The Millennium Mug is available from the Village Post Office.
The design is explained in detail below
On the main side
of the mug can be seen the modern name for our village BURTON
with the 2000 This was agreed as our Logo for the new millennium.
Above and to the
left is the word Bridetone
farm on the River Bride was one of the earliest names given
to the village and recorded in The Doomsday Book. The book shows that the
village belonged to the King. Renamed Brideton or Briditon from 11th
12th century, it became shortened to Brutton in the 14th & 15th
Century and by 1535 it became Burton The Church was given by
William I. to his chaplain Guntard who took the ownership with him to the
French Abbey of St. Wandrille. In 1286 the Abbey of St. Wandrille gave
Briditone (as it was then called) to the Prior and Convent of Bradenstoke,
hence the name Bradstock.
taken from the title of a book of poems by Douglas Northover and
whose widow Georgie Northover gave permission to use it. A wonderful book
of poems about the Bride Valley and Burton in particular.
The millennium is a celebration of the birth of Jesus Christ, 2000 years ago and whilst the three symbols of the fish, sheep and shell represent the three Fs, Fishing Farming and Faith they are also symbols of the Christian community. The word sheep is mentioned in the Bible at least 204 times and the word lamb 103 times, Ram 101 times and Ewe 6 times. (try counting them)! Jesus is described as the Lamb of God who takes away the sins of the world.
In the farming
context of our village the Dorset Horn sheep denoted on the mug is known
by archaeologists as the United Kingdom South-west horn and these were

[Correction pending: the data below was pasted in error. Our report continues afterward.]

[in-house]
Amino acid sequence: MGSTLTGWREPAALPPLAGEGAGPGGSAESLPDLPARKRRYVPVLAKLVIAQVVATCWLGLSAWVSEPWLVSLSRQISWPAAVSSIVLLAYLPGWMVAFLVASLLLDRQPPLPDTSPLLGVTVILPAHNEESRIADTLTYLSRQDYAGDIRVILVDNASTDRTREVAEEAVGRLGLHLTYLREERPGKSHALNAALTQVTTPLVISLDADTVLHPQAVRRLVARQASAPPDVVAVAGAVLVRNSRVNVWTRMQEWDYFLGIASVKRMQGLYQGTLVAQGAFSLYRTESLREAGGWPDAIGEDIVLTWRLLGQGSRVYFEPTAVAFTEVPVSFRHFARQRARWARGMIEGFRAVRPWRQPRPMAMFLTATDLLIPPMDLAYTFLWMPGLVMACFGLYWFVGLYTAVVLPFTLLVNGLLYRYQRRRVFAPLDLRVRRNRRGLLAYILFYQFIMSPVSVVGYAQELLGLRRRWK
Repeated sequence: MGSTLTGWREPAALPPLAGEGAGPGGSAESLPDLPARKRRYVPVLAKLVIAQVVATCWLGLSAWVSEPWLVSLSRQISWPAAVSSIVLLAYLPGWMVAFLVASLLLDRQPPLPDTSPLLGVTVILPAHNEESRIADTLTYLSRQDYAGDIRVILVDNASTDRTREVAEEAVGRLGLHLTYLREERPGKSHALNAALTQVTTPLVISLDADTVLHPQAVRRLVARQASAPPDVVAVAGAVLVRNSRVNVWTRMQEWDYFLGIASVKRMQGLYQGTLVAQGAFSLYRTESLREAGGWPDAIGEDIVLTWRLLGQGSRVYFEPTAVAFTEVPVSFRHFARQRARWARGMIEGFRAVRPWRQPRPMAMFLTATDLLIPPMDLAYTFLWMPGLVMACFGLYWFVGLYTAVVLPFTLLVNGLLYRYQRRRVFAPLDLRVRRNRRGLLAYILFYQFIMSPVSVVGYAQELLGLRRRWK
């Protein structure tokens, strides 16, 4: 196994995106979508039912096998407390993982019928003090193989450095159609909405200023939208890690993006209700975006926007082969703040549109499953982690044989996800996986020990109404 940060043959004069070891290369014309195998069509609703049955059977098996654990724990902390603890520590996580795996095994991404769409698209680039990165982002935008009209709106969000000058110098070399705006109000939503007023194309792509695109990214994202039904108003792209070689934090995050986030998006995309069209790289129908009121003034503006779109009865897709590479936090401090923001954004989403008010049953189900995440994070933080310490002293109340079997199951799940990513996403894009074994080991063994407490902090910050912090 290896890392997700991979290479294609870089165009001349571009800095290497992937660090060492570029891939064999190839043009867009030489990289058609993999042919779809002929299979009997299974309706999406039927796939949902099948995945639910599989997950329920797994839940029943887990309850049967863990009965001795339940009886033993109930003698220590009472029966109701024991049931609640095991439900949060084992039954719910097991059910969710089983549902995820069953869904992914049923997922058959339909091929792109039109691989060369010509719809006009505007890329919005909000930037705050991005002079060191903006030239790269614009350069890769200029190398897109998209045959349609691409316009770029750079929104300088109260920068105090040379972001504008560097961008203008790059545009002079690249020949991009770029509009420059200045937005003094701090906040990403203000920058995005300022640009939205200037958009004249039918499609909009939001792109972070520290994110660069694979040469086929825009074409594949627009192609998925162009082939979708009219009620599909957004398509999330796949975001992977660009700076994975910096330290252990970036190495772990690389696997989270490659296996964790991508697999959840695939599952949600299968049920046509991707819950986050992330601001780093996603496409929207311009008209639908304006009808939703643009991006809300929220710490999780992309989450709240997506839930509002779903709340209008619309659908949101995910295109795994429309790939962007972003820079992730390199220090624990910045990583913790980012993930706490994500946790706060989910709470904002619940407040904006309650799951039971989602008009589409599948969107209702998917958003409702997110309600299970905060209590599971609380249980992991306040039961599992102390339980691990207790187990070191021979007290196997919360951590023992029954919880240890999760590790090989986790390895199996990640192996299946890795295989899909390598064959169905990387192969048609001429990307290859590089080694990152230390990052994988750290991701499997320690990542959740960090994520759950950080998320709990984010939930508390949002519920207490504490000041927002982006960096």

widespread in Roman Britain (43AD-400AD) The Dorset Horn came about by
crossing the Somerset Horn with the Dorset Horned sheep. In 1956 Mr. J. M.
(Bunny) Lenthall of Manor Farm, Burton Bradstock went to Tasmania and
found a strain there that resembled the Dorset Horn without horns and
he brought back a stud ram and a young ram lamb, the first Poll Dorsets in
Elizabeth Gale in her book Farmers, Fishermen and Flax spinners
writes that every man in Burton was born with salt in his veins and
he either became a full time fisherman or combined fishing with his usual
occupation. Only a few years ago and no doubt throughout the last
2000 years villagers were summoned to the beach to help haul in the seine
nets. The harvest of the sea played an important part of Burton Bradstocks
economy, as well as food for the locals, the surplus herrings and sprats
were salted and the mackerel soused and stored for the winter months. The
fish is also a Christian symbol and can often be seen on the back of cars
denoting that the occupants are Christians Look at the Church Tower and
you will see a fish wind vane.
Faith. The boat, within the shell, has its mast in the form of a cross which reminds us that over the past 2000 years followers of Christ have ventured the world bringing the Gospel of Christ to everyone. During the European Middle Ages the shell design of the pilgrims scallop (Pecten jacobaeus) became a religious emblem (the badge of St. James) We are lucky to be living in this wonderful environment and the boat and the shell reminds us of the closeness of the sea.